Gun Free M-A-C

Proposed bill to allow guns in school parking lots is impractical, counterproductive

Charlie Holden

Cartoon by Charlie Holden.

In the first four months of 2017, there have been 14 school shootings, resulting in nine injuries and four deaths, according to the nonprofit research organization Everytown for Gun Safety. Four of these shootings were unintentional, meaning the shooters accidentally discharged their firearms. The other 10 shootings, including one suicide, were intentional. Texas state representative Cole Hefner (R-Mount Pleasant) wants to reduce these numbers by passing House Bill 1692, which would allow “licensed individuals to store a firearm in a locked car that is parked in a school parking lot.”

The idea for this bill came from a high school teacher from Mount Pleasant Independent School District, who contacted Hefner with concerns that after working late, he had no way to defend himself in his school’s parking lot. In 2011 Senate Bill 321 was passed, “prohibiting employers from restricting their employees from storing lawfully possessed firearms in their vehicles parked in their employers’ parking lots.” Senate Bill 321 made an exception for school employees, however, so teachers currently do not have any legal right to store their guns anywhere on campus. House Bill 1692, which would eliminate this exception, would increase instances of gun violence on school campuses, defeating the intended purpose of the bill: to keep employees safe.

As assistant editor of The Shield, it is my job to help see the newspaper through from conception to print. With a staff of just over a dozen students who double-dip as writers and designers, there’s a lot for each person to do. This means that on the final production days for each issue of The Shield, I routinely stay at school up to eight hours after the final bell rings (for those of you who are wondering, that’s 12:30 a.m.). McCallum tends to be an inviting place most days of the week, but once the sun goes down and the parking lots empty out, the story changes. Walking past the baseball fields or down the main hallway so late at night makes me feel eyes on my back, so I understand what that unnamed Mount Pleasant teacher feels whenever he makes the long walk from his classroom to his car. I understand, but I also know that having a gun waiting for me in my car would not make me feel any safer.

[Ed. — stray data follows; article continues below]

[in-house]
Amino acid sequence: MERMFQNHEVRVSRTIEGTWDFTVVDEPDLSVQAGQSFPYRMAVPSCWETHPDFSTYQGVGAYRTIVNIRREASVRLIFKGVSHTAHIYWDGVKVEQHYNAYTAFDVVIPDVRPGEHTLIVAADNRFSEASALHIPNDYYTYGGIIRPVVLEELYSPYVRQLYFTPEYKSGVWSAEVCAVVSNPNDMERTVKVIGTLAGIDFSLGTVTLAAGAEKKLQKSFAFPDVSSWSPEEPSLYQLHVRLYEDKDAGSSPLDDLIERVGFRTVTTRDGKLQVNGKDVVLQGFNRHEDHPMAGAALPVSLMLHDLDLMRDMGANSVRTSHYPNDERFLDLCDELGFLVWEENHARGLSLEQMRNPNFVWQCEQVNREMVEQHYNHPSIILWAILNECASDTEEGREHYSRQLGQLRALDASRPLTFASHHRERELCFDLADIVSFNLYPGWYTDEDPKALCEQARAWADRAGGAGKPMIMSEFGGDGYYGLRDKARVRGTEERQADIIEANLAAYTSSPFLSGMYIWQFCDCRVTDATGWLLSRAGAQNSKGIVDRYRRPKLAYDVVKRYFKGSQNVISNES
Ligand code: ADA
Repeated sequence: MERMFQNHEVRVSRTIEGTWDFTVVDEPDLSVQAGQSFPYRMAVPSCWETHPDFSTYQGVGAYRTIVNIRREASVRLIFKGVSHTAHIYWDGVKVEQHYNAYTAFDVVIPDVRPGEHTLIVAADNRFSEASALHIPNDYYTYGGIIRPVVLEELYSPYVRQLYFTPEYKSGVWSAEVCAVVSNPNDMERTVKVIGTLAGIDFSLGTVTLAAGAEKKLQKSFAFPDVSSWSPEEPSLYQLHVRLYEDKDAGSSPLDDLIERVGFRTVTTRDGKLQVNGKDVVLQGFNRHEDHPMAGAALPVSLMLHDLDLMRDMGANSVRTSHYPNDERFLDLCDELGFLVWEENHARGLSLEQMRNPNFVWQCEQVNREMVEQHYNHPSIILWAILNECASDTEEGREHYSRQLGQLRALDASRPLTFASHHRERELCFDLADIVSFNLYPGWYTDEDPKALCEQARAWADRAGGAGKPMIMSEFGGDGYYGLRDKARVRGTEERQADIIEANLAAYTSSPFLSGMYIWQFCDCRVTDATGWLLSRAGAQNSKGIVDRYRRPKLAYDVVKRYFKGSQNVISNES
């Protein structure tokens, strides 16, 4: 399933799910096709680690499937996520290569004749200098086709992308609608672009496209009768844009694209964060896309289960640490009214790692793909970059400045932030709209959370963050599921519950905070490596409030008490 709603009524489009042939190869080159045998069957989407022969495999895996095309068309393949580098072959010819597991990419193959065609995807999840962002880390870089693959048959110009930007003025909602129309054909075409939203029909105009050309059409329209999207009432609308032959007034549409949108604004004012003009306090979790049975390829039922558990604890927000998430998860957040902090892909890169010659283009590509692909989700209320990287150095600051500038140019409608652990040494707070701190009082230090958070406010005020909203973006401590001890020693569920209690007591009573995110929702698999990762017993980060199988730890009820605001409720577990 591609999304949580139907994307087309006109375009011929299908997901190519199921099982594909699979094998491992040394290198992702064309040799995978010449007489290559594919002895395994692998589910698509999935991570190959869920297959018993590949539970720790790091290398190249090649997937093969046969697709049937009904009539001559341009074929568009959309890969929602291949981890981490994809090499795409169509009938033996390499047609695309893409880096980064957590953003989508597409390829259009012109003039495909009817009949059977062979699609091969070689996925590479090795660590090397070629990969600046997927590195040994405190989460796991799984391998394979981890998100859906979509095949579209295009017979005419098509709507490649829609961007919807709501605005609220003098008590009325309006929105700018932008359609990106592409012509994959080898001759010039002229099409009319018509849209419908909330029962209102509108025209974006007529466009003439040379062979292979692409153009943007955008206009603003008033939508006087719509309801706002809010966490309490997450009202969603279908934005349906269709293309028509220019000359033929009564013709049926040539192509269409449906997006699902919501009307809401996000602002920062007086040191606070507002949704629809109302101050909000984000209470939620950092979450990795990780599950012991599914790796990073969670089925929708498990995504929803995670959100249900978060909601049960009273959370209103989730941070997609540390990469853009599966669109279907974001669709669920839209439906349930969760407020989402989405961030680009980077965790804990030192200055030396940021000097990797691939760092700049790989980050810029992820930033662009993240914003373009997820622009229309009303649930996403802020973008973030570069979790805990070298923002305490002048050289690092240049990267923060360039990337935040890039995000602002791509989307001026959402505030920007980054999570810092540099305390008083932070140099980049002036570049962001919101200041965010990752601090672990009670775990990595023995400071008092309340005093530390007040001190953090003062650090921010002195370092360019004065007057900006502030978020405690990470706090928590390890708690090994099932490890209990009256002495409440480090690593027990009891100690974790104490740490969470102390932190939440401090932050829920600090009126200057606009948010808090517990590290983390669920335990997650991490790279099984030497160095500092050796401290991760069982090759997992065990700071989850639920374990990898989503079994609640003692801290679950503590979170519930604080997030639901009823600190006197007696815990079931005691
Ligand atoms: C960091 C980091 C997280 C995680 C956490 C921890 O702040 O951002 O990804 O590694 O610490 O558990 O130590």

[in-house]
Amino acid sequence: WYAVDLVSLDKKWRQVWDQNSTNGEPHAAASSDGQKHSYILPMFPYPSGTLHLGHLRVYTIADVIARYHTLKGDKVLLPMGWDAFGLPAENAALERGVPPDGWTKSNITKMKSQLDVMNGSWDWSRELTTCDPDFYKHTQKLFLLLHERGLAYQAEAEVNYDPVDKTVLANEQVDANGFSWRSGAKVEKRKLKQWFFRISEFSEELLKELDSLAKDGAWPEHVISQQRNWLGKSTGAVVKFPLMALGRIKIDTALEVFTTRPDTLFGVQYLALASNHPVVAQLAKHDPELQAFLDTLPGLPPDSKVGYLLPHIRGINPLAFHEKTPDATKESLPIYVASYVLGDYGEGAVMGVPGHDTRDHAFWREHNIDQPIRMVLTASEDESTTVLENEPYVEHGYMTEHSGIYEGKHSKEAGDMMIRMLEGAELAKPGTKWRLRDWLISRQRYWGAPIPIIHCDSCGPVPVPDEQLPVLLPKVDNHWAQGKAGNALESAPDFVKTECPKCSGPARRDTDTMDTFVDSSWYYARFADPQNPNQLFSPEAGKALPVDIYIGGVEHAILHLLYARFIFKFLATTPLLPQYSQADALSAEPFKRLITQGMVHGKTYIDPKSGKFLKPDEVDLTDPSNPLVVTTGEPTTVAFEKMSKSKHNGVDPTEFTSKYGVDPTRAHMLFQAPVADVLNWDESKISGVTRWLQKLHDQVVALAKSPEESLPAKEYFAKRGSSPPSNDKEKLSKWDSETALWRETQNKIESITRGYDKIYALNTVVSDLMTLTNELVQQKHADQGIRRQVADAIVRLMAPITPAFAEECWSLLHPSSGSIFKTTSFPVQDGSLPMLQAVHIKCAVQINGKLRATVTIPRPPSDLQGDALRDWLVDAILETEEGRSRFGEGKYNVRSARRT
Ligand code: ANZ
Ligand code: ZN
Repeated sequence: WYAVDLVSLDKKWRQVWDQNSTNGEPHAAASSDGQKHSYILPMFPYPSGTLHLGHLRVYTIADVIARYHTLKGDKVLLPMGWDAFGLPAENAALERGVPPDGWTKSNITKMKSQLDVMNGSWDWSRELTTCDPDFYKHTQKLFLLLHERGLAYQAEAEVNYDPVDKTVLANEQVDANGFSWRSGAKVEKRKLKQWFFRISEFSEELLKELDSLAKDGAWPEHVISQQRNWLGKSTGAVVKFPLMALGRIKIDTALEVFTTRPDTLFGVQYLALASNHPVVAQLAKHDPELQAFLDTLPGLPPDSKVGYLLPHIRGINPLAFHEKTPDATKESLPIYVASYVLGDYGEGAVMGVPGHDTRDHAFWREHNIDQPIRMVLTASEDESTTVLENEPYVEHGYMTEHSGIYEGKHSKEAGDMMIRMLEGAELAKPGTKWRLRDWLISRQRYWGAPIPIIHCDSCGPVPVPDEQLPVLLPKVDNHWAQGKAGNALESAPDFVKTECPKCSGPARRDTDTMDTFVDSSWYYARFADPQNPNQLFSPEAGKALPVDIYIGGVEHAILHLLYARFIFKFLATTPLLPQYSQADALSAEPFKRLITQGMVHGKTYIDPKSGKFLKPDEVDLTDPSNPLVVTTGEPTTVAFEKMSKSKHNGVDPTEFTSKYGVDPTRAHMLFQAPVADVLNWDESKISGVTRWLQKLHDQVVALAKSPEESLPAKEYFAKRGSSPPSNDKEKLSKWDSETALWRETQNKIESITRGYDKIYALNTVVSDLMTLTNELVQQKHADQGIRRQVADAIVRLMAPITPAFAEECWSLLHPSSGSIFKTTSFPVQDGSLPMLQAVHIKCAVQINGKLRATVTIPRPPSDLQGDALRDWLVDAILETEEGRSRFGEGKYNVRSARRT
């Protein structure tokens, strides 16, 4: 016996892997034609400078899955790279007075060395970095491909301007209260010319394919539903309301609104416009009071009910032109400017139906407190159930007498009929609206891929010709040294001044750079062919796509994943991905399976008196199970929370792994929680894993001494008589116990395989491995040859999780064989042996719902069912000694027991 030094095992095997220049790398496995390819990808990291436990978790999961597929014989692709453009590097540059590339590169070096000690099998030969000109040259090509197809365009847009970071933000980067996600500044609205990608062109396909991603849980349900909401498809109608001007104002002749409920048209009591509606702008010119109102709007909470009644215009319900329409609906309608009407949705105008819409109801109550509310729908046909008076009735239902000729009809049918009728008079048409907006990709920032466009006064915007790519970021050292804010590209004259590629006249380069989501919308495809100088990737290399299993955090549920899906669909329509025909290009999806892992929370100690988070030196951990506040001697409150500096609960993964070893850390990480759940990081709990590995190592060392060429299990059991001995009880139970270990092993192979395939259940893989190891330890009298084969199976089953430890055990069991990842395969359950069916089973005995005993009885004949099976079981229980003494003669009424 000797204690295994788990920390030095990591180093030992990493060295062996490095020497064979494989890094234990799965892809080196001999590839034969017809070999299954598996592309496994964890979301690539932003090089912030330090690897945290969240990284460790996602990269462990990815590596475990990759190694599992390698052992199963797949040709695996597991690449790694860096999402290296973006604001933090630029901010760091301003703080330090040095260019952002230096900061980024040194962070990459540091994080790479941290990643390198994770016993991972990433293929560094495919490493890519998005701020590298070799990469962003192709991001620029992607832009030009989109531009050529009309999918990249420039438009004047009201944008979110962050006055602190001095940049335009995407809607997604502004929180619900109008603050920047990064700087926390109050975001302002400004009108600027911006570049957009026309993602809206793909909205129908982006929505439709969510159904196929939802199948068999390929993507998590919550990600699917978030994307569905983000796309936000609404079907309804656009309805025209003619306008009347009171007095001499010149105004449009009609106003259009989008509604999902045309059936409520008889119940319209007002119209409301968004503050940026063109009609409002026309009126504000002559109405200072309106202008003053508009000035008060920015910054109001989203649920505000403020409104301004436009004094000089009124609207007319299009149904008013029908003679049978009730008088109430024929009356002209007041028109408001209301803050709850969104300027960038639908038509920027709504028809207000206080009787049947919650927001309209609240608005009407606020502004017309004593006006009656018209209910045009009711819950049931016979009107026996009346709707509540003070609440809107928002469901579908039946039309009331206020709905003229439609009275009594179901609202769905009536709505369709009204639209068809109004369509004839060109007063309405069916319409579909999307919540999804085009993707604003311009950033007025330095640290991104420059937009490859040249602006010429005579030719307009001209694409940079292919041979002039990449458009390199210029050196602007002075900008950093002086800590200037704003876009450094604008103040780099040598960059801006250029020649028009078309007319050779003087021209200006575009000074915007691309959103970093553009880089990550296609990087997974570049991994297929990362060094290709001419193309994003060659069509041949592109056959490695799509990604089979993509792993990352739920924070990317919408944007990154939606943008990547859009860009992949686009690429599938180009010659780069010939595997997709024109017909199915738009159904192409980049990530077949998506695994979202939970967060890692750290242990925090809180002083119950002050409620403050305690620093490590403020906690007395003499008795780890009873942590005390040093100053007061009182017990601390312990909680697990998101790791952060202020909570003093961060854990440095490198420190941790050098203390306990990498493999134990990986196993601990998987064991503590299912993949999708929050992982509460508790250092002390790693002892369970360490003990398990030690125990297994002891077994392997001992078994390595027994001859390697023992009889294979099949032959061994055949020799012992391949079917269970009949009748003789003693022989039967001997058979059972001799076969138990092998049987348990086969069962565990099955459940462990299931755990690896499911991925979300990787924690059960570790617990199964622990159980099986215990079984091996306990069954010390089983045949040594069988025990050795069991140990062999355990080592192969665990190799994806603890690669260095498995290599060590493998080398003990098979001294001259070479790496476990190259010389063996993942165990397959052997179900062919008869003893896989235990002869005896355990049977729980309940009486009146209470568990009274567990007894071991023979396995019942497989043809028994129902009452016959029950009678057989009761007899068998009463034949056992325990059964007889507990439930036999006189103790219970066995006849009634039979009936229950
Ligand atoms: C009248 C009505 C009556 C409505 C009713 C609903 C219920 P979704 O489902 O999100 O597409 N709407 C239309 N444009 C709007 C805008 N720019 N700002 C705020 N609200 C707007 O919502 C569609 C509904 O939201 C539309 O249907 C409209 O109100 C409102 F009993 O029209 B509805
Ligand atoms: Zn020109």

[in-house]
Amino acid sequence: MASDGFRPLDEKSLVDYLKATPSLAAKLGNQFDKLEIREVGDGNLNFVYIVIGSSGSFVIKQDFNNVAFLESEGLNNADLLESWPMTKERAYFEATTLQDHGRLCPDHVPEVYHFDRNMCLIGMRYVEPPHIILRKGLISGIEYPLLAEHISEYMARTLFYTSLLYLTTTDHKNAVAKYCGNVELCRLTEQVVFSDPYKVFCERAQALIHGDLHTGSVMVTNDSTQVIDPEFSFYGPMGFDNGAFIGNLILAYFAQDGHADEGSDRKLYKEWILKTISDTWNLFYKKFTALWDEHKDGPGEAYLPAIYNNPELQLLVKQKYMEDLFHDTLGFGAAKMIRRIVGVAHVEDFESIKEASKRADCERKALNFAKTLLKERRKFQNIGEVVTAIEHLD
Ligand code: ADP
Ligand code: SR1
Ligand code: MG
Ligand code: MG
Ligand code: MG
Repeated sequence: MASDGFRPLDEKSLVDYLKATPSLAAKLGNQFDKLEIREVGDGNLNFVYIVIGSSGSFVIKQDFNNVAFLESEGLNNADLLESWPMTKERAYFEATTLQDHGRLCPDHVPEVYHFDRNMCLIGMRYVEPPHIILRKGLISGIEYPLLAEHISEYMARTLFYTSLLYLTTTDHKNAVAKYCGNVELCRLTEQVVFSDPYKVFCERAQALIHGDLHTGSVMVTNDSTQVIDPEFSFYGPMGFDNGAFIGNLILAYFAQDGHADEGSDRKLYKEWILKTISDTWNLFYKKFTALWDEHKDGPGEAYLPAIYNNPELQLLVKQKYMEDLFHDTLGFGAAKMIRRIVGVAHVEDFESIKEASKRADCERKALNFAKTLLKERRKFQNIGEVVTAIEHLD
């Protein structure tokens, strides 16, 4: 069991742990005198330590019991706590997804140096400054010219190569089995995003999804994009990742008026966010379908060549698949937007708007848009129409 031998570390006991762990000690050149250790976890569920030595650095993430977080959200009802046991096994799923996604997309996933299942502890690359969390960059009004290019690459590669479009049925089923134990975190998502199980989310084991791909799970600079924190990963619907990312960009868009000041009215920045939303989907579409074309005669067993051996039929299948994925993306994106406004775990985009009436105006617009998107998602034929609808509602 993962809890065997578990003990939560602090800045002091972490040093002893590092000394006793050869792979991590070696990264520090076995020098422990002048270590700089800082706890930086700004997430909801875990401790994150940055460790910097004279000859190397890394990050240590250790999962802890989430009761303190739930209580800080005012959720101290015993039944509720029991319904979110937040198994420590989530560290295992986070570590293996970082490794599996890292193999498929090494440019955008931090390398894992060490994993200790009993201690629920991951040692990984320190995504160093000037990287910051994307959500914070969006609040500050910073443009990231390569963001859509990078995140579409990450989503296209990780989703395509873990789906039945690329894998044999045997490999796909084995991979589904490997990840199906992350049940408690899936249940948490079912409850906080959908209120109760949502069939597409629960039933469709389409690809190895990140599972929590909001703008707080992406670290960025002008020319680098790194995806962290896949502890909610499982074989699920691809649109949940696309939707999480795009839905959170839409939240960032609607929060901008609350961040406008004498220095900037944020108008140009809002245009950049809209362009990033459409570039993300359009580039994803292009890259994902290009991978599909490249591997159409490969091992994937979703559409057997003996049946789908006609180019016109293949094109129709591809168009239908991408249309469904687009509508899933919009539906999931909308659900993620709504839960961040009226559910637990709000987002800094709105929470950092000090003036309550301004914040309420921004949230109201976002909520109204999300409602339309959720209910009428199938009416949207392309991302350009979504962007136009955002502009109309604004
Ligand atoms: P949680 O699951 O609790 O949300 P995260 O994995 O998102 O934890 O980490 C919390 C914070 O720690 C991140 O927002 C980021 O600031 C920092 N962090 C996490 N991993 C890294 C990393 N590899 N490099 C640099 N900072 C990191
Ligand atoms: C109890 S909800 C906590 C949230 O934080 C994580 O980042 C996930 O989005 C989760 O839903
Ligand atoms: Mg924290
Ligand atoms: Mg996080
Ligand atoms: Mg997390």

House Bill 1692 would require school employees to lock their cars with guns stored in them, but breaking into cars isn’t as hard as it looks; in fact, it is a fairly easy thing to do. During his 25 years as a teacher, newspaper adviser Dave Winter has had his car broken into three times—twice in Georgia and once in California—each time parked on a school campus. It’s not unheard of, and the last thing you want is for the tool you use to protect yourself to be turned against you. Even the most responsible gun owner cannot control the actions of irresponsible members of the public.

Legalizing guns in school parking lots also opens the door for guns to be permitted anywhere else on campus. Why not the cafeteria? Why not the gym? Why not the office, or the classrooms or the courtyards? In almost every school, the teacher parking lot is the one closest to the school building, meaning that live ammunition could be only yards away from students sitting in class. Six of the school shootings so far in 2017 occurred in a parking lot, and three of those six occurred after fights broke out after school basketball games. Unfortunately, the possibilities of situations escalating beyond the control of school officials are limitless, and it only takes one shot fired to make a campus unravel into chaos. Many of these shootings occur in densely crowded areas, such as packed classrooms or hallways. Fighting guns with more guns is an option, but a bullet from the gun of someone who is licensed and trying to help can just as easily go astray and hit an innocent student or faculty member.

There is no doubt that owning and carrying a gun gives many people comfort, and comfort is a very valuable thing, but that is not sufficient reason to support an impractical bill. Imagine walking to your car after dark. From the moment you step from the safety of your school until the second you clip your seat belt, you are without comfort because you are unarmed. If you were to be attacked, if the unimaginable were to happen, how would you defend yourself? You could use the gun you’ve stashed in your glove compartment or your trunk, just like HB 1692 says you can, but only if your attacker allows you enough time to access your weapon. The presence of a gun at your final destination does not make the journey any safer.

The personal safety of teachers, students and school administration should be valued above the privileges of a few licensed gun owners. We cannot afford to consciously contribute to the growing gun violence crisis. If you’re afraid to be in your school parking lot at night, petition the school board for streetlights or cameras, or even do something as simple as move your car closer to the building before the sun goes down. Do whatever you need to do, but don’t put your community in danger. Keep your guns at home.